It doesn't seem right to me. I usually think of that as relating to the personal name of the creator/discoverer, not of a work derived from another work of the same name. As written, this would mean the novella is named "Chekhov", which I don't think is what the writer of the sentence menas to say.


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wcg
wcg
Bill the bold bosthoon
Mon, Sep. 27th, 2010 07:30 pm (UTC)

Seems odd to me. An eponymous Chekhov novella would have to be named "Chekhov" as I understand the word.


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spinrabbit
spinrabbit
Rachel
Mon, Sep. 27th, 2010 07:35 pm (UTC)

Not looked up [yet] but no, not ok -- should be talking about an entity with the same name within the film or within the novel.


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fennel
fennel
D. Fennel
Mon, Sep. 27th, 2010 07:37 pm (UTC)

That seems totally wrong to me.

Oh, huh. Saying "the eponymous" instead of "his eponymous" would make it a little better. Using it only as a backward reference (rather than, here, putting it before the title) would make it a lot better. But I still don't like the sentence you quoted at all.


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lillibet
lillibet
Elizabeth Hunter
Mon, Sep. 27th, 2010 07:37 pm (UTC)

Do you mean that the novella is called "Anton Chekhov"? If so, then it's fine. If not, then no.


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mabfan
mabfan
mabfan (Michael A. Burstein)
Mon, Sep. 27th, 2010 07:38 pm (UTC)

I don't think it makes sense, at least not in my mind. Unless the novella had a different title from the film.


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gnomi
gnomi
Nomi
Mon, Sep. 27th, 2010 07:46 pm (UTC)

I wouldn't at all say it was a proper usage of "eponymous."

(OK, *that's* a clunky sentence. What I mean to say is that it is an incorrect usage.)


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moominmolly
moominmolly
funner'n a sack a weasels
Mon, Sep. 27th, 2010 07:47 pm (UTC)

What?! I did not look it up and that sentence is officially dumb.


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clauclauclaudia
clauclauclaudia
Claudia
Mon, Sep. 27th, 2010 09:08 pm (UTC)
Yay, it's official!

I'm so glad.


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i_leonardo
i_leonardo
Mon, Sep. 27th, 2010 08:02 pm (UTC)

there isn't enough context to determine if the usage is appropriate: someone is talking about THE DUEL which is based on someone else's eponymous (same name) novella. THE DUEL is described as "Chekhovian", but not necessarily as being *by* Chekhov. the worst and best that can be said about the fragment is that it's confusing.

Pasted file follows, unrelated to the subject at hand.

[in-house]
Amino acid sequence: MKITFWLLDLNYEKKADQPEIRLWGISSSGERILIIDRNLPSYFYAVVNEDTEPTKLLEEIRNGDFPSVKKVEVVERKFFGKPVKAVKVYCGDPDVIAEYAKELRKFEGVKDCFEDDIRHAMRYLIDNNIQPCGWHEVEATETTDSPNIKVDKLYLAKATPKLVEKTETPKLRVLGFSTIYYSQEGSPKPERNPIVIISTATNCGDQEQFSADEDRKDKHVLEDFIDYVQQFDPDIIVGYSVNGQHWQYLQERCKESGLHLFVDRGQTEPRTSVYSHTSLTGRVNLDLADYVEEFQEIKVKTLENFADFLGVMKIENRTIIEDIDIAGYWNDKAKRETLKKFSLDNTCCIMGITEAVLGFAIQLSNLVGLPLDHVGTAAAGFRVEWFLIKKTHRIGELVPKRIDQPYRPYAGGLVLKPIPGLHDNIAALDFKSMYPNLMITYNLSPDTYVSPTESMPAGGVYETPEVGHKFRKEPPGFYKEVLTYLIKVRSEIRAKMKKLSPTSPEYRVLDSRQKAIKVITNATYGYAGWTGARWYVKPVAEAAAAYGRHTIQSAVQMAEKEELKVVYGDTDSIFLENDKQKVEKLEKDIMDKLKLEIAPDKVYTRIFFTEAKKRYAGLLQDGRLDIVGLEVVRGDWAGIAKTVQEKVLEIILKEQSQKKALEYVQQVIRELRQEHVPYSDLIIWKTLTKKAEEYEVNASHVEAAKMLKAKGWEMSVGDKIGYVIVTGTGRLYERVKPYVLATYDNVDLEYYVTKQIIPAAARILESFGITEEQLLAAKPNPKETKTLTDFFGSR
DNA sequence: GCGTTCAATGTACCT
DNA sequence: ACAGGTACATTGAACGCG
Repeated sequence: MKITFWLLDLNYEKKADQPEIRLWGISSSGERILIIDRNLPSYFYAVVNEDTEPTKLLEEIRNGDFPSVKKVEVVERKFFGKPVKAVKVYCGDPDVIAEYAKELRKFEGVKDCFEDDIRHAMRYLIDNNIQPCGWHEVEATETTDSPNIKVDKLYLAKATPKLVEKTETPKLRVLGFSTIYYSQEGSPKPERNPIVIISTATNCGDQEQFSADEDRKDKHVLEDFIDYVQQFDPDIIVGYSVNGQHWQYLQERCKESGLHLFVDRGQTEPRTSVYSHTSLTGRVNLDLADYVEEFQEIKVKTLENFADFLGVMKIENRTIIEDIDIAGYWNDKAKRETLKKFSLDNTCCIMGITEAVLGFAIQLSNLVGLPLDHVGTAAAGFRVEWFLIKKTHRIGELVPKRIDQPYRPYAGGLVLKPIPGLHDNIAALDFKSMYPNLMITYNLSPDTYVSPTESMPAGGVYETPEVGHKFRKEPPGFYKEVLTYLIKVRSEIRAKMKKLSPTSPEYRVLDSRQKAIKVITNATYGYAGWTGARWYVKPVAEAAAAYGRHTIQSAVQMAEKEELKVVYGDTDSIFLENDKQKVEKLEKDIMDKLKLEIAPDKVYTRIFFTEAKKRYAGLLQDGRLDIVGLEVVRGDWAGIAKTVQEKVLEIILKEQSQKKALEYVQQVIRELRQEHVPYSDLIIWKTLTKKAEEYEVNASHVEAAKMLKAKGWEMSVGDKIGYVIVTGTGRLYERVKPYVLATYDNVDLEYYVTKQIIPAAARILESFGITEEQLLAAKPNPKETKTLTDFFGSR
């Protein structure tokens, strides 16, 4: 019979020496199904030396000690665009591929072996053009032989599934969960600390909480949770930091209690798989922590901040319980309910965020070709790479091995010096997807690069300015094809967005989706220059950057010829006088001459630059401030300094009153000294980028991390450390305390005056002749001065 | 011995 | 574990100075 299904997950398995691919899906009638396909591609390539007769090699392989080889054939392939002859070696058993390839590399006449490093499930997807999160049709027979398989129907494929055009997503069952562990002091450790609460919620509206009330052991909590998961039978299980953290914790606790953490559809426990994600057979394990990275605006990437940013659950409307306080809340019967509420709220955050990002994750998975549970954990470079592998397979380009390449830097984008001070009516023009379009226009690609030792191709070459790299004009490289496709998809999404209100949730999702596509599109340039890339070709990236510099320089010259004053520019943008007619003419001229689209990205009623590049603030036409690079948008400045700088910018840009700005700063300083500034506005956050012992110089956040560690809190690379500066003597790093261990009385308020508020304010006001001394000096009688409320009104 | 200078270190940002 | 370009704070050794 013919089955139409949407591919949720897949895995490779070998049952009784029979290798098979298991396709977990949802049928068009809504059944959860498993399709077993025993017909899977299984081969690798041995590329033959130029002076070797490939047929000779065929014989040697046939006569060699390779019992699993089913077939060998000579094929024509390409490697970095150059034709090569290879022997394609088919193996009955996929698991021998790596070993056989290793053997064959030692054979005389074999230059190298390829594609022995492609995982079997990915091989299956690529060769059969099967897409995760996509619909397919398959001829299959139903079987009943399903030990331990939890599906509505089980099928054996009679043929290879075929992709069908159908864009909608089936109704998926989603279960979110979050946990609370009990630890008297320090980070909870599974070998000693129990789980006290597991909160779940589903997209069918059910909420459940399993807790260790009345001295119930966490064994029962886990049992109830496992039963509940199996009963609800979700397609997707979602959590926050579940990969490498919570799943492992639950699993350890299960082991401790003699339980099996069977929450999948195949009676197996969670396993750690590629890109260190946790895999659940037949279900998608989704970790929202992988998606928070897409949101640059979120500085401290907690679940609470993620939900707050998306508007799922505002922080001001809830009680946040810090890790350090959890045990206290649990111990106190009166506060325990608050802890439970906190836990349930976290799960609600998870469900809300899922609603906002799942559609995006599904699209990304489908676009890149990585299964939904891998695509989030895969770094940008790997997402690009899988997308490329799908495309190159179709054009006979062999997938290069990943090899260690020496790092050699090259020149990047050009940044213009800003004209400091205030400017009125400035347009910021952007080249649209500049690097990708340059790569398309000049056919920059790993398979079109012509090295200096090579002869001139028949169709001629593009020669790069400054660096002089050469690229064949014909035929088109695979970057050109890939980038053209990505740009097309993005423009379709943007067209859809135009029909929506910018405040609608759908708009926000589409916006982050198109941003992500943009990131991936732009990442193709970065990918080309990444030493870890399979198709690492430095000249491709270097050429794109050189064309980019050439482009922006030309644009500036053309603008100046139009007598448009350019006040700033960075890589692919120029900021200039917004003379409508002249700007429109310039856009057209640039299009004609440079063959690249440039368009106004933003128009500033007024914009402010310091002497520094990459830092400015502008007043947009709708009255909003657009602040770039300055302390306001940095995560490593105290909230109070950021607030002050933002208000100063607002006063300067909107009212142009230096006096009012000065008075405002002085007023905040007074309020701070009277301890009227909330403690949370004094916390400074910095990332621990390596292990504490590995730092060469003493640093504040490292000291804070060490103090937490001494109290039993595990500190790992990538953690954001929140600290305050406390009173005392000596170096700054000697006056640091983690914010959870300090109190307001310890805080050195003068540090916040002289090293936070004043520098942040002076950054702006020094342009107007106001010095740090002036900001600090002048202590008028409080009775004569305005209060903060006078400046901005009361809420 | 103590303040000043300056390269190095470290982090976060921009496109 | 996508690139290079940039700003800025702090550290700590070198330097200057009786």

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clauclauclaudia
clauclauclaudia
Claudia
Mon, Sep. 27th, 2010 09:15 pm (UTC)

Fair enough! I thought I'd preserved enough context, but I see what you mean.


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clauclauclaudia
clauclauclaudia
Claudia
Mon, Sep. 27th, 2010 09:16 pm (UTC)

*tsk-tsk*


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kathrynt
kathrynt
Kathryn
Mon, Sep. 27th, 2010 08:08 pm (UTC)

No. If it was eponymous, it would be called "Chekhov."


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ophblekuwufu
ophblekuwufu
ophblekuwufu
Mon, Sep. 27th, 2010 08:25 pm (UTC)

I suppose it's probably all right. It does seem very weird, though-- usually eponymous is used to refer to people, rather than topics. And that seems like a more useful word to have, too-- I mean, with the broader definition I could make an argument for the eponymous Wheel of Time (though I'd deserve to be smacked for it).


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clauclauclaudia
clauclauclaudia
Claudia
Mon, Sep. 27th, 2010 09:35 pm (UTC)

You seem to be the most usage-forgiving of my friends list, so far. :)


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metagnat
metagnat
metagnat
Mon, Sep. 27th, 2010 08:41 pm (UTC)

That usage doesn't feel right to me at all.


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chanaleh
chanaleh
Erica
Mon, Sep. 27th, 2010 08:46 pm (UTC)

No. Unless the name of the novella was actually something like Anton Chekhov: International Man of Mystery and the subsequent adaptation retitled as shown. But assuming what they mean here is "his 1981 novella of the same title," that is NOT what eponymous means.

*hearts REM's use of this term, as an aside*


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clauclauclaudia
clauclauclaudia
Claudia
Mon, Sep. 27th, 2010 09:10 pm (UTC)

I *heart* it too. :)


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wotw
wotw
Will O'the Wisp
Mon, Sep. 27th, 2010 08:46 pm (UTC)

Without any googling, this seems entirely wrong (unless "The Duel" is
somebody's name).


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frotz
regressing towards the mean. and cranky.
Mon, Sep. 27th, 2010 08:47 pm (UTC)

No.


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clauclauclaudia
clauclauclaudia
Claudia
Mon, Sep. 27th, 2010 09:12 pm (UTC)

Indeed.